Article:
Myles D. Moody is a first-generation PhD candidate at the University of Kentucky. He earned his BA in sociology from Morehouse College before earning his MA in sociology from the University of Memphis. His passion for studying social inequality sprung from his experiences as a St. Louis native, where he recognized at an early age how residential segregation shaped people’s life chances. During his education, Myles has been committed to studying the social determinants of health, focusing on the strongest predictors of morbidity and mortality for Black Americans. His dissertation examines the impact of vicarious experiences of racism on the well-being of Black Americans using quantitative methods, along with the race-related stress and life course frameworks. Currently, His work appears in the Journal of African-American Studies, the Journal of Racial and Ethnic Health Disparities, Society and Mental Health, and Addictive Behaviors. Additionally, Myles is a research assistant at the Center for Health Equity Transformation (CHET) at the University of Kentucky, where he is the Research Program Coordinator for a group of undergraduates who are embarking on their own research projects to improve health outcomes for vulnerable and underserved populations in their communities.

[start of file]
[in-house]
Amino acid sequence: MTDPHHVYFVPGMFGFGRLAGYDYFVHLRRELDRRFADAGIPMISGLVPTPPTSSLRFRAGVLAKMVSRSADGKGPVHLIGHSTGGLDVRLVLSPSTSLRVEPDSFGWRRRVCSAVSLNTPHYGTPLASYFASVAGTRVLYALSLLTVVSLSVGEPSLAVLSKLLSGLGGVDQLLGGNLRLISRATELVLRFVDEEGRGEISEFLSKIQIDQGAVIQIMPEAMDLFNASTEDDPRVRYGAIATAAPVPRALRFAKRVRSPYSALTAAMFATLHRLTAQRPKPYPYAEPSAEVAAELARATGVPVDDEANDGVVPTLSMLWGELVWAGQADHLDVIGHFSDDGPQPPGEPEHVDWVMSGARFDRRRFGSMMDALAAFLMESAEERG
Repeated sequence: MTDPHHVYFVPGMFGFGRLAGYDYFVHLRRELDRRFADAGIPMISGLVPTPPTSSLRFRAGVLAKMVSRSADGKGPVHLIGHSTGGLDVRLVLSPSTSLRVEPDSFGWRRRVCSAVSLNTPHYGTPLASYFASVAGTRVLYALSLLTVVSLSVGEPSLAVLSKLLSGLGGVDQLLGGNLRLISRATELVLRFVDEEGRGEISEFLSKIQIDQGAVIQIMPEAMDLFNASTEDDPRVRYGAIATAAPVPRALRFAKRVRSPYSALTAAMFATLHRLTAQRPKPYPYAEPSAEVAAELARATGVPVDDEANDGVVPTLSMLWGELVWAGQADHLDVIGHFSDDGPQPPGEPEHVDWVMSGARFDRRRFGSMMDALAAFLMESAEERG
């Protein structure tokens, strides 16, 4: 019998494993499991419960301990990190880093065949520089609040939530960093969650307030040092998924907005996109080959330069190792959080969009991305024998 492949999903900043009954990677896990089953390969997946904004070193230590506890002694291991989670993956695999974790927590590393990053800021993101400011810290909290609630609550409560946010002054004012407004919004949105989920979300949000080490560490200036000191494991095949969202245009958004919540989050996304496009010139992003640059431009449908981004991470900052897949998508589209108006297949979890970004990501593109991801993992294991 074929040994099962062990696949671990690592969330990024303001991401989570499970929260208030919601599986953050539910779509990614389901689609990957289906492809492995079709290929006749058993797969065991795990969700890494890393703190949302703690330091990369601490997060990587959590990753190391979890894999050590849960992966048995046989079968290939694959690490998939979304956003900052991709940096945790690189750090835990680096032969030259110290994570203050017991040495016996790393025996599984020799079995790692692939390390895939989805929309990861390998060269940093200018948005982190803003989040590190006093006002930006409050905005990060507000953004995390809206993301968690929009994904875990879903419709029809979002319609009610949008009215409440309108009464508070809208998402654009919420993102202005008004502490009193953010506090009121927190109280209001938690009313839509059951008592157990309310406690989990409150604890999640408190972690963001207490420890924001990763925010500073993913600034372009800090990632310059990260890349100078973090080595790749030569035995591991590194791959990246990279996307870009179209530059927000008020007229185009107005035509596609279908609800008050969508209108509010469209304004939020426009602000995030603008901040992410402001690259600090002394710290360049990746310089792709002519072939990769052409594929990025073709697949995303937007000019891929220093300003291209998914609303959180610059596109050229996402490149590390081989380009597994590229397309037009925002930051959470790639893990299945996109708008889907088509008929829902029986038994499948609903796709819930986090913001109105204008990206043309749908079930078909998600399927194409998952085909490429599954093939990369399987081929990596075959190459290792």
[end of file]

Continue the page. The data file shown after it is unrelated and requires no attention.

Undergraduate Institution: Stanford University
Graduate Institutions: University of Arizona and University of Waikato-New Zealand